“Provide new/improved methodologies for capturing the economic and societal value of music”
- Develop new software for
rendering fragmented and unharmonised/unprocessed data usable
data-sharing cooperationto make hidden and restricted data accessible
new survey methodsfor capturing scarce data.
These methodological innnovation build on the previous collaboration among many of the OpenMuse Consortium partners. For examples, see the Publications section of the
Digital Music Observatory page.
BRIDGE data gaps with open data that anybody can use
“Promote standardised data collection about the music (sub-)sector(s) to measure the contribution of the EU music sector to the whole economy”
- Define and demonstrate best practices on
harmonisation of public data(e.g., Eurostat)
- Define and demonstrate best practices on
harmonisation of proprietary data(e.g., CMO data)
- Create and run
standardised enterprise surveyssuitable for music MSMEs, that capture the contribution of numerous small players to the economy
- Enable and promote
collection of streaming service datausing novel sampling strategies.
See data we can offer below.
“Provide an estimation of the impact of music participation to the society”
- Create and run
standardised Cultural Access and Participation surveys
- Create and run
valuation models that incorporate zero-price music use(e.g., home copying, piracy)
- Create and run
valuation modelsthat synthesise
economic and non-economic societal valuesof music participation
Report and visualisemusic valuation
modelsin an automated, continually-updated
EMPOWER stakeholders and policymakers to take data-driven actions
“Increase the transparency of the music industry, in particular the online/streaming business”
- Publish open-source software and econometric models for streaming music data valuation (demonstrated for at least one major provider and transferable to others)
- Build awareness of industry conditions through regular face-to-face and online dissemination, communication, and exploitation activities
“Provide policymakers with effective tools for measuring and enhancing the impact of EU policy making”
- Develop an open-source online dashboard that continually aggregates and reports disparate music data, with “plug-and-play” functionality vis-a-vis national databases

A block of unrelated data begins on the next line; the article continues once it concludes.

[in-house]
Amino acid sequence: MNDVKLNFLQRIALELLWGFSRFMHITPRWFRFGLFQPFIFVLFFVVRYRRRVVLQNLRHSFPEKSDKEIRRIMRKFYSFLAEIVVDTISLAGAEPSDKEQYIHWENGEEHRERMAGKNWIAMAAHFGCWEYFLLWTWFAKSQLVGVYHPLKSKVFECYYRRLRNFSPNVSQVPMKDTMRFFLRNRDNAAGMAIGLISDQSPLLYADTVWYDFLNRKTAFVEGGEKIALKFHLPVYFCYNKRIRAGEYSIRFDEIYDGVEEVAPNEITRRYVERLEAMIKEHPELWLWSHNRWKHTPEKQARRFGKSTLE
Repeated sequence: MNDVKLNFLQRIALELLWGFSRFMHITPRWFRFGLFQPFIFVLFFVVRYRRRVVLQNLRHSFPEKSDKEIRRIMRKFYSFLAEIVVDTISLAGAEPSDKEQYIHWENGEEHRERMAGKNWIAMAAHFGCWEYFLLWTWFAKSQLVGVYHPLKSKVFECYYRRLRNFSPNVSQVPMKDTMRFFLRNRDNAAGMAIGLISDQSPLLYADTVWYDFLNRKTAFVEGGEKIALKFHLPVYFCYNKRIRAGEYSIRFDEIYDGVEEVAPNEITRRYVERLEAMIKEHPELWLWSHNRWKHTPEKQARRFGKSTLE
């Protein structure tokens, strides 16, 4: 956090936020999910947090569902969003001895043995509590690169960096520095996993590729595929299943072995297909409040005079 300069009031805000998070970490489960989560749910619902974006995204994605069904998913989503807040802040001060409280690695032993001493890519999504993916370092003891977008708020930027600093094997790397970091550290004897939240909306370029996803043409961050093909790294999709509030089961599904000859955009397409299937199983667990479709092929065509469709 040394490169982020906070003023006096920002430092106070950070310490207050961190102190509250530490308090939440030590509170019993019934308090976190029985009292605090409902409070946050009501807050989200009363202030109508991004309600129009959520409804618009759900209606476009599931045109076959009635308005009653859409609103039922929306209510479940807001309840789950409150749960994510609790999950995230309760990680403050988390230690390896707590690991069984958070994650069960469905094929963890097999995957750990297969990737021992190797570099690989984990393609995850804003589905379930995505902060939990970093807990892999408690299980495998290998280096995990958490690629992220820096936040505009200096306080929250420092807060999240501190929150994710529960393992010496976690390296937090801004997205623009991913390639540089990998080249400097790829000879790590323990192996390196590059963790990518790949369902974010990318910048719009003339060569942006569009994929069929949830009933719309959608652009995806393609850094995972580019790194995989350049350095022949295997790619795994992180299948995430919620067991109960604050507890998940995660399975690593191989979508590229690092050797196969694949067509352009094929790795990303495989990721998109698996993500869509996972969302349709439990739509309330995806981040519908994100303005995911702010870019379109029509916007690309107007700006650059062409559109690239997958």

- Implement transferable pilot projects on music valuation (BG/HU), diversity (SK), social and environmental sustainability (IT), and technical innovation (DE)
- Release policy reports and recommendations on Music Economy; Music Diversity and Circulation; Music, Society, and Citizenship; and Music Technology.
Our results will be published in the Open Music Observatory, which will follow the specificaiton of the Feasibility Study on the Establishment of the European Music Observatory.
Data that we can offer
By providing continually updated data on five industry pillars – innovation, music and society, music economy, music diversity and circulation, and music policy – we will accurately capture the economic and social value created by the sector, as well as providing stakeholders with data-driven means of maximizing this value.
- For copyright and neighbouring rights-holders and their organizations: Value of music, euro value of the value gap, private copying, privacy—we have data and make estimates with all known music value estimation techniques.
- For live music organizations: Pan-European audience surveys; demographic comparisons of all European audiences; attendance predictions, attendance profiling.
- For granting authorities: we have the world’s largest survey-based dataset on how musicians work and live; we create ex ante needs assessment and grants evaluation indicators and ex-post grant evaluation indicators.
- For labels and music publishers: we make big data understandable; we create price and volume indexes of streaming markets; we tell you about price developments and selection probabilities in different cities and countries; we understand the biases of the Spotify and YouTube algorithms; and we measure (meta)data problems and offer scalable solutions.
- For music export offices: we measure domestic and foreign market shares in streaming; we create actionable key performance indicators; and we do geographical targeting.
Service Development, Project Management, Coordination and Dissemination
- Reprex is the originator of the OpenMuse project which builds on the achievements of the former CEEMID project, and provides leadership in WP Dissemination with building the Open Music Observatory, a full-fledged, open science-based statistical service that can complement the Eurostat Rest API and the future European Music Observatory on the basis of the Digital Music Observatory prototype validated in Yes!Delft AI+Blockchain Lab and the JUMP European Music Market Accelerator.
- Sinus-Institut, (DE) an innovative market- and policy research SME is the coordinator of the project, and provides leadership on WP Music, Society and Citizenship with promoting best, harmonized practices of the measurement of cultural access and participation.
- Synyo, (AT) an innovative research company is participating in the coordination and dissemination of the project.